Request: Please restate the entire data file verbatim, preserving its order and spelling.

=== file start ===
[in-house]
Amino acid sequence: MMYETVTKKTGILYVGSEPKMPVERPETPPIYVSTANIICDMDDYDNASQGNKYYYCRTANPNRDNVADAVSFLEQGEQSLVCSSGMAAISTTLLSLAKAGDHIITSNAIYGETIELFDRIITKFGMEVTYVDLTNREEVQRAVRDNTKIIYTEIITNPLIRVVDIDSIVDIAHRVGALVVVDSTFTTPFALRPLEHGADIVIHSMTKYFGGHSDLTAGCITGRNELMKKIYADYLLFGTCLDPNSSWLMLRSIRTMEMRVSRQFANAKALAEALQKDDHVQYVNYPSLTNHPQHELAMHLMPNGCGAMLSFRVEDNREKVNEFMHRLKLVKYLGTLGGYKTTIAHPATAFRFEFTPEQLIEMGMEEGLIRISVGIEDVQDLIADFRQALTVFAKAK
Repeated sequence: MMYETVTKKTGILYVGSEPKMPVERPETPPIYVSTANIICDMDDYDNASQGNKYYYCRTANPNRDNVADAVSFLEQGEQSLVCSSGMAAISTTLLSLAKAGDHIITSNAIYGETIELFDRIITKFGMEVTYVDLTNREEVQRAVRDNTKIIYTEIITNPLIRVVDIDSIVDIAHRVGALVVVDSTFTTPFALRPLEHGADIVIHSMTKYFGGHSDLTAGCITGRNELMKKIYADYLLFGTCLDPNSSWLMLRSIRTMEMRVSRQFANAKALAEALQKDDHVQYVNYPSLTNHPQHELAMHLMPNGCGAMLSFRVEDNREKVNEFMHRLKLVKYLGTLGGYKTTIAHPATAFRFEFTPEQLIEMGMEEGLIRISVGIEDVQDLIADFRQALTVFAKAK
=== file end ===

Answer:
[in-house]
Amino acid sequence: MMYETVTKKTGILYVGSEPKMPVERPETPPIYVSTANIICDMDDYDNASQGNKYYYCRTANPNRDNVADAVSFLEQGEQSLVCSSGMAAISTTLLSLAKAGDHIITSNAIYGETIELFDRIITKFGMEVTYVDLTNREEVQRAVRDNTKIIYTEIITNPLIRVVDIDSIVDIAHRVGALVVVDSTFTTPFALRPLEHGADIVIHSMTKYFGGHSDLTAGCITGRNELMKKIYADYLLFGTCLDPNSSWLMLRSIRTMEMRVSRQFANAKALAEALQKDDHVQYVNYPSLTNHPQHELAMHLMPNGCGAMLSFRVEDNREKVNEFMHRLKLVKYLGTLGGYKTTIAHPATAFRFEFTPEQLIEMGMEEGLIRISVGIEDVQDLIADFRQALTVFAKAK
Repeated sequence: MMYETVTKKTGILYVGSEPKMPVERPETPPIYVSTANIICDMDDYDNASQGNKYYYCRTANPNRDNVADAVSFLEQGEQSLVCSSGMAAISTTLLSLAKAGDHIITSNAIYGETIELFDRIITKFGMEVTYVDLTNREEVQRAVRDNTKIIYTEIITNPLIRVVDIDSIVDIAHRVGALVVVDSTFTTPFALRPLEHGADIVIHSMTKYFGGHSDLTAGCITGRNELMKKIYADYLLFGTCLDPNSSWLMLRSIRTMEMRVSRQFANAKALAEALQKDDHVQYVNYPSLTNHPQHELAMHLMPNGCGAMLSFRVEDNREKVNEFMHRLKLVKYLGTLGGYKTTIAHPATAFRFEFTPEQLIEMGMEEGLIRISVGIEDVQDLIADFRQALTVFAKAK